Expats in Switzerland – Join the crowd
Movie endings do not get more iconic than seeing the newly married Von Trapps crossing the mountain top border on foot into Switzerland. Luckily, most expats nowadays arrive in a less dramatic fashion, generally with the luxury of having time to think about their affairs before they take the leap.
Family considerations, as well as asset and succession planning are an important part of life no matter where you reside, but they become even more pertinent when you move abroad. Rules in one country usually differ in another, and so time has to be dedicated to working through the maze and coming up with a solution that works for each family.
This two-part note aims to briefly look at some key lifetime planning and family considerations for those moving to Switzerland – and with over 2.1 million expats living in Switzerland and making up almost one quarter of the population, the country is no stranger to strangers.
Asset planning – what do I have, and where is it?
Understanding your asset base is a fundamental starting point. Work out what you own, both outright but also as a beneficiary (or settlor) of a trust, shareholder of a corporate structure or other asset holding vehicle.
Planning can only be put in place effectively if you know what you have. The crux of any planning exercise is tax efficiency, and being an expat usually means that your planning needs to work on a global scale – taking both an immediate and longer-term view. Do not be lulled into a false sense of security that once you leave your hometown, you will no longer be subject to its tax rules or tax reporting obligations – in some instances this may well be the case, but in others it is not. For example, if you receive rental income from a property portfolio in the UK, both Switzerland and the UK may seek to charge this to tax. Tax treaties exist to prevent double taxation in some circumstances, but careful planning needs to be put in place to understand and make use of these.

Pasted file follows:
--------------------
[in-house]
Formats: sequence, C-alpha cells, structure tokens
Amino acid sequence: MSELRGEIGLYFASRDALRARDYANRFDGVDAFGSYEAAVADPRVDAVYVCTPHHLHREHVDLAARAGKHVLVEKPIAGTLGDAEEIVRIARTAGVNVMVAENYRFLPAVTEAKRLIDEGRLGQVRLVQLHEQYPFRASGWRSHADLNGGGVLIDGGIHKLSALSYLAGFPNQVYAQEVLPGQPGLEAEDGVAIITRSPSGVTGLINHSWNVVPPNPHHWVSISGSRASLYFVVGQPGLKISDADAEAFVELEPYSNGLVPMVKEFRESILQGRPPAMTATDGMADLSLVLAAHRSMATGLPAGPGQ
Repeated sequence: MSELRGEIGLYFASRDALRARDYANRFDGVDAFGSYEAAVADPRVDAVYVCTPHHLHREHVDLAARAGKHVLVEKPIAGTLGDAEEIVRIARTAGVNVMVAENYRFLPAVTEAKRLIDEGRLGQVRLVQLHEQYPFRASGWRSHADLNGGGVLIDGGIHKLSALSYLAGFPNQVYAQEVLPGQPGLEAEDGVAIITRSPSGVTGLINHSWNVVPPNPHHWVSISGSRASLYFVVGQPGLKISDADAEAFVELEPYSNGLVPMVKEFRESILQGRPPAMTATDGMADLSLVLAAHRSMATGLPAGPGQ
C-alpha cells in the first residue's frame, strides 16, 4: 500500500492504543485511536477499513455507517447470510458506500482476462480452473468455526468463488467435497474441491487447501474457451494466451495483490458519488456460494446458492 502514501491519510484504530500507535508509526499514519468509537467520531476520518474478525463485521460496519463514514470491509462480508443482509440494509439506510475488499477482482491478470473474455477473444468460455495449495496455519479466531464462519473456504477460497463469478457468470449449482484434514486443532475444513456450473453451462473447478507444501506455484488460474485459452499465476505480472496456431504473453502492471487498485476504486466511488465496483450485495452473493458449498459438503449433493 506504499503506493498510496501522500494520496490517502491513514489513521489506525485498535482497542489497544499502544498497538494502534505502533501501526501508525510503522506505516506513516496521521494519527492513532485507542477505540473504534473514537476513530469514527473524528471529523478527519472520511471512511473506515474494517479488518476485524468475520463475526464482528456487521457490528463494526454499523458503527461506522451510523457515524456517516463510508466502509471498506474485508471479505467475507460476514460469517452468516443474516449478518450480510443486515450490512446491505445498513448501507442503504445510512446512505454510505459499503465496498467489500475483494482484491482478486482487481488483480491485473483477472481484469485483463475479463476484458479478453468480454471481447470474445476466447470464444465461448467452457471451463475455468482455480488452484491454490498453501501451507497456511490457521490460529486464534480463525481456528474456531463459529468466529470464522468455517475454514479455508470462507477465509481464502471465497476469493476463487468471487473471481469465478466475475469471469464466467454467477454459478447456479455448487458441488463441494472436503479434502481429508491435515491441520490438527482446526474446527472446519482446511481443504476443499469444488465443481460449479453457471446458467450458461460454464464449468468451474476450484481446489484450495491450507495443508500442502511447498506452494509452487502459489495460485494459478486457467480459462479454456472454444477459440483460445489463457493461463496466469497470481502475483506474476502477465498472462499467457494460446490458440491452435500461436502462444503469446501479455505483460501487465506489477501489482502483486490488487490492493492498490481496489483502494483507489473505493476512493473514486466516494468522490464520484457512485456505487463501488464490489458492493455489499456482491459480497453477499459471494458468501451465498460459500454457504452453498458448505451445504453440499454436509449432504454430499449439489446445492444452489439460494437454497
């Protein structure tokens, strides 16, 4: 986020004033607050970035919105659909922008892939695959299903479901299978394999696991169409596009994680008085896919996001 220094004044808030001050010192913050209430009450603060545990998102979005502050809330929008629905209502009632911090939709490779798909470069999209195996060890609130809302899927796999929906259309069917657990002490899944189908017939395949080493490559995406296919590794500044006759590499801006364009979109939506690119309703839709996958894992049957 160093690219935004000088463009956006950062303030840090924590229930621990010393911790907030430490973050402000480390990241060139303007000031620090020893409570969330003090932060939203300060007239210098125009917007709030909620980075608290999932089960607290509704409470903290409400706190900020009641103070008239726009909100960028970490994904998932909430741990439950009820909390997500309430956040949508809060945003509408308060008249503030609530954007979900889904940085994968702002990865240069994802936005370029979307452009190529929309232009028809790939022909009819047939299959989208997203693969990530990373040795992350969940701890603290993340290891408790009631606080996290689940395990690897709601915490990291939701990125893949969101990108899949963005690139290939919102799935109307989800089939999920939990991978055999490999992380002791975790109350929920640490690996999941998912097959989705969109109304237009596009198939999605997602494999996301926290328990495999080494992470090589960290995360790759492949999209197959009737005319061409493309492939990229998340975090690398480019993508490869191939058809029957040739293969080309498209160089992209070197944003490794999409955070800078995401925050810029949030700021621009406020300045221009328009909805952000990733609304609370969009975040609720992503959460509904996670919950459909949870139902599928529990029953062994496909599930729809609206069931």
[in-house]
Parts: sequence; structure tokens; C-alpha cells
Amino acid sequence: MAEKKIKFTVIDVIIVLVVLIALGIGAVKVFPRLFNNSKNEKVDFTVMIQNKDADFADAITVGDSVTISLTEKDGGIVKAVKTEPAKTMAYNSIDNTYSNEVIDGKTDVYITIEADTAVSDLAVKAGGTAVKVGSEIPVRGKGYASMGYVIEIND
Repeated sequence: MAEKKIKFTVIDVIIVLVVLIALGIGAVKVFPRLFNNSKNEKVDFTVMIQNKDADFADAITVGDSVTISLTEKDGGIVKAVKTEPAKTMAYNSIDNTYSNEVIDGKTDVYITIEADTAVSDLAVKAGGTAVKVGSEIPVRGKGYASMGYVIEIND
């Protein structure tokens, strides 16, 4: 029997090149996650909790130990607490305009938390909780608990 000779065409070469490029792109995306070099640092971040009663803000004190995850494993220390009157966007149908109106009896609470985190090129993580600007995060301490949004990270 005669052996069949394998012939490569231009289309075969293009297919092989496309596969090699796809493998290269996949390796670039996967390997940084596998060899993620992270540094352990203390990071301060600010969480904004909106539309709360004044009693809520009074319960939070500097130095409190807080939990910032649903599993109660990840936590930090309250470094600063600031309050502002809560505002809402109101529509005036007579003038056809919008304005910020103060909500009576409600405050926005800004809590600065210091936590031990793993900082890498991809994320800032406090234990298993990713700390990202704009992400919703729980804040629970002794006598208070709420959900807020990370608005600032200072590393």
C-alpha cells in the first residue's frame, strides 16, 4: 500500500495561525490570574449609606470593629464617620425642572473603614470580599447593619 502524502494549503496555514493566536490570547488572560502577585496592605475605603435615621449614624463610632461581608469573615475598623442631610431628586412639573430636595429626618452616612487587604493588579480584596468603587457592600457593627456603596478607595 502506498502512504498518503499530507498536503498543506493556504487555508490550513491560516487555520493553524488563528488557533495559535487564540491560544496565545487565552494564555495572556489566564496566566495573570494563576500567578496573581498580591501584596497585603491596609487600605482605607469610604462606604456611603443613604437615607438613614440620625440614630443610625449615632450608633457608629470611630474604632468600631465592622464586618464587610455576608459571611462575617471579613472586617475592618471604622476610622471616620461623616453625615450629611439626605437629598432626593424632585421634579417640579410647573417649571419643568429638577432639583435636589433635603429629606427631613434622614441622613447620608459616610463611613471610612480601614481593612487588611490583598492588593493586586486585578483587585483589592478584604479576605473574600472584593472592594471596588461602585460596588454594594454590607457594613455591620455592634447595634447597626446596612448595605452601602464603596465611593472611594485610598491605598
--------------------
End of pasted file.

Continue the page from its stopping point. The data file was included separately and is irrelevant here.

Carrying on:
In addition, banking secrecy in Switzerland is now but a distant memory. The implementation of worldwide transparency regimes mean that your planning not only has to be smart, but it has to be consistent as it is likely that information will be shared between Switzerland and other countries in which you hold assets or are liable to pay taxes.
Similarly to a number of other countries, Switzerland has an attractive tax regime on offer for expats which could be worth investigation. On the same note, existing structures and planning vehicles may need to be tweaked in order to fit comfortably with the Swiss system.
It is not only your personal position which needs thought – business planning is also an essential factor. Unintentional migration of a business’s residence to Switzerland can cause an unnecessary sting, and so business connections (including both shareholdings and directorships) and your ability to continue working in certain capacities whilst in Switzerland need careful consideration. It goes without saying that profit extraction from both Swiss and foreign businesses whilst in Switzerland also should not be given the green light without sufficient forethought.